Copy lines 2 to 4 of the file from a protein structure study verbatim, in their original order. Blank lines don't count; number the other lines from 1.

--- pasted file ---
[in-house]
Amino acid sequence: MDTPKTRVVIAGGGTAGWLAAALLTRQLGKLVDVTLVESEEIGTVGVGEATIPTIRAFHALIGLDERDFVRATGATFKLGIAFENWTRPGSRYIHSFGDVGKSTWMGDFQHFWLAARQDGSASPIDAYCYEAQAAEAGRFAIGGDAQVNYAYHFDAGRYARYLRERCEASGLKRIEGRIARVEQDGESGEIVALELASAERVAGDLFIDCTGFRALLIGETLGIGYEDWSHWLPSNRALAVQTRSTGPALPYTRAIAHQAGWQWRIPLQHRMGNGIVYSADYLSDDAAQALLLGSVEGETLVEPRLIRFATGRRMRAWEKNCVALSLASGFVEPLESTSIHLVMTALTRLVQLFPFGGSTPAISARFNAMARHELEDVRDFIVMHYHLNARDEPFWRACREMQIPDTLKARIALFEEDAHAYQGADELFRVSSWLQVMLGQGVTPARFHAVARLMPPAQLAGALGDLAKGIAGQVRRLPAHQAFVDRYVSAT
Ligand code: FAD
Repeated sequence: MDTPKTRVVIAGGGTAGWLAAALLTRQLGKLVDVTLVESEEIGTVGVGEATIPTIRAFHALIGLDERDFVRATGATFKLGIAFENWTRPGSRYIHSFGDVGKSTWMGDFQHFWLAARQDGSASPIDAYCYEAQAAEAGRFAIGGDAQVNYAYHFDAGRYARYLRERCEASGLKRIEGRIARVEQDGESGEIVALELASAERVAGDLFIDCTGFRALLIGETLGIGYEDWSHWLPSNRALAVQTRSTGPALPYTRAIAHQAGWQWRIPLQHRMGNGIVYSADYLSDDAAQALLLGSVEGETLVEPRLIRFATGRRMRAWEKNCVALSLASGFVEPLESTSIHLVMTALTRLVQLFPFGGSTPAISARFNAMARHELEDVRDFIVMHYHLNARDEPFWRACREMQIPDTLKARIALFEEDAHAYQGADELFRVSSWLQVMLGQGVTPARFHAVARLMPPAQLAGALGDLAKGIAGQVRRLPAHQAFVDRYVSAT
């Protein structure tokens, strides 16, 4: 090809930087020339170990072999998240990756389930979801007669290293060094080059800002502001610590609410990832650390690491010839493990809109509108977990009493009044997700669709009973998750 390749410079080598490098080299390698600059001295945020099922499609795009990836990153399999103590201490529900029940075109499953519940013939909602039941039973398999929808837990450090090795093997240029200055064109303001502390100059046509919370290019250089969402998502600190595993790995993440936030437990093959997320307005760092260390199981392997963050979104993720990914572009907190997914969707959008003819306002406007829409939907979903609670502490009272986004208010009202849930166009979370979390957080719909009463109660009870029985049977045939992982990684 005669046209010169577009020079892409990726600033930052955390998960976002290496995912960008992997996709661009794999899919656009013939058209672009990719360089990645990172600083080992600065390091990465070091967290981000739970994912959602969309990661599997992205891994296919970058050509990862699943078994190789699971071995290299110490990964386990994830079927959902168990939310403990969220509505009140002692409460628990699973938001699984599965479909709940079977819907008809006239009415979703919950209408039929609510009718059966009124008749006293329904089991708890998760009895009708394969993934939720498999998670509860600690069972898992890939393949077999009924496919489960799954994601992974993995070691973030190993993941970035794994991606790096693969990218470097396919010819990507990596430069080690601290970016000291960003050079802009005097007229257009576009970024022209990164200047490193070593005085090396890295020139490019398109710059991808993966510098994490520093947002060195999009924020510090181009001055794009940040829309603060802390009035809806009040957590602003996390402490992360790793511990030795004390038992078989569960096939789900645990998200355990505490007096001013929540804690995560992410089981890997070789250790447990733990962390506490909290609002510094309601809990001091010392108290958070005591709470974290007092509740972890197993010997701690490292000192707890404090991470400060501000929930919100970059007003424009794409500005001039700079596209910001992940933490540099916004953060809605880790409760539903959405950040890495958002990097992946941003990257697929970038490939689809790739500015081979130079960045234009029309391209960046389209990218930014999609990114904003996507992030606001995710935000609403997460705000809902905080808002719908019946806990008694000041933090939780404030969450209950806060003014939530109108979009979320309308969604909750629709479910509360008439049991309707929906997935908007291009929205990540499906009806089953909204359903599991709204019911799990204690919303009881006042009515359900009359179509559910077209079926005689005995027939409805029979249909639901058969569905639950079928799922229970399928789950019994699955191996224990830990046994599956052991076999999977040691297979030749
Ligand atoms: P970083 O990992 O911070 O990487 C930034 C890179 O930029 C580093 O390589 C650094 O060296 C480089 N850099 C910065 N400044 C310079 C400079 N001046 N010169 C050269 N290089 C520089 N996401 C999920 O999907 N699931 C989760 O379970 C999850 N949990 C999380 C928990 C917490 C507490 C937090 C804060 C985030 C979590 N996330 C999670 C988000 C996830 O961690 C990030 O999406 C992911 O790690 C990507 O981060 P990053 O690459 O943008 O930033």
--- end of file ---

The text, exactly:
Amino acid sequence: MDTPKTRVVIAGGGTAGWLAAALLTRQLGKLVDVTLVESEEIGTVGVGEATIPTIRAFHALIGLDERDFVRATGATFKLGIAFENWTRPGSRYIHSFGDVGKSTWMGDFQHFWLAARQDGSASPIDAYCYEAQAAEAGRFAIGGDAQVNYAYHFDAGRYARYLRERCEASGLKRIEGRIARVEQDGESGEIVALELASAERVAGDLFIDCTGFRALLIGETLGIGYEDWSHWLPSNRALAVQTRSTGPALPYTRAIAHQAGWQWRIPLQHRMGNGIVYSADYLSDDAAQALLLGSVEGETLVEPRLIRFATGRRMRAWEKNCVALSLASGFVEPLESTSIHLVMTALTRLVQLFPFGGSTPAISARFNAMARHELEDVRDFIVMHYHLNARDEPFWRACREMQIPDTLKARIALFEEDAHAYQGADELFRVSSWLQVMLGQGVTPARFHAVARLMPPAQLAGALGDLAKGIAGQVRRLPAHQAFVDRYVSAT
Ligand code: FAD
Repeated sequence: MDTPKTRVVIAGGGTAGWLAAALLTRQLGKLVDVTLVESEEIGTVGVGEATIPTIRAFHALIGLDERDFVRATGATFKLGIAFENWTRPGSRYIHSFGDVGKSTWMGDFQHFWLAARQDGSASPIDAYCYEAQAAEAGRFAIGGDAQVNYAYHFDAGRYARYLRERCEASGLKRIEGRIARVEQDGESGEIVALELASAERVAGDLFIDCTGFRALLIGETLGIGYEDWSHWLPSNRALAVQTRSTGPALPYTRAIAHQAGWQWRIPLQHRMGNGIVYSADYLSDDAAQALLLGSVEGETLVEPRLIRFATGRRMRAWEKNCVALSLASGFVEPLESTSIHLVMTALTRLVQLFPFGGSTPAISARFNAMARHELEDVRDFIVMHYHLNARDEPFWRACREMQIPDTLKARIALFEEDAHAYQGADELFRVSSWLQVMLGQGVTPARFHAVARLMPPAQLAGALGDLAKGIAGQVRRLPAHQAFVDRYVSAT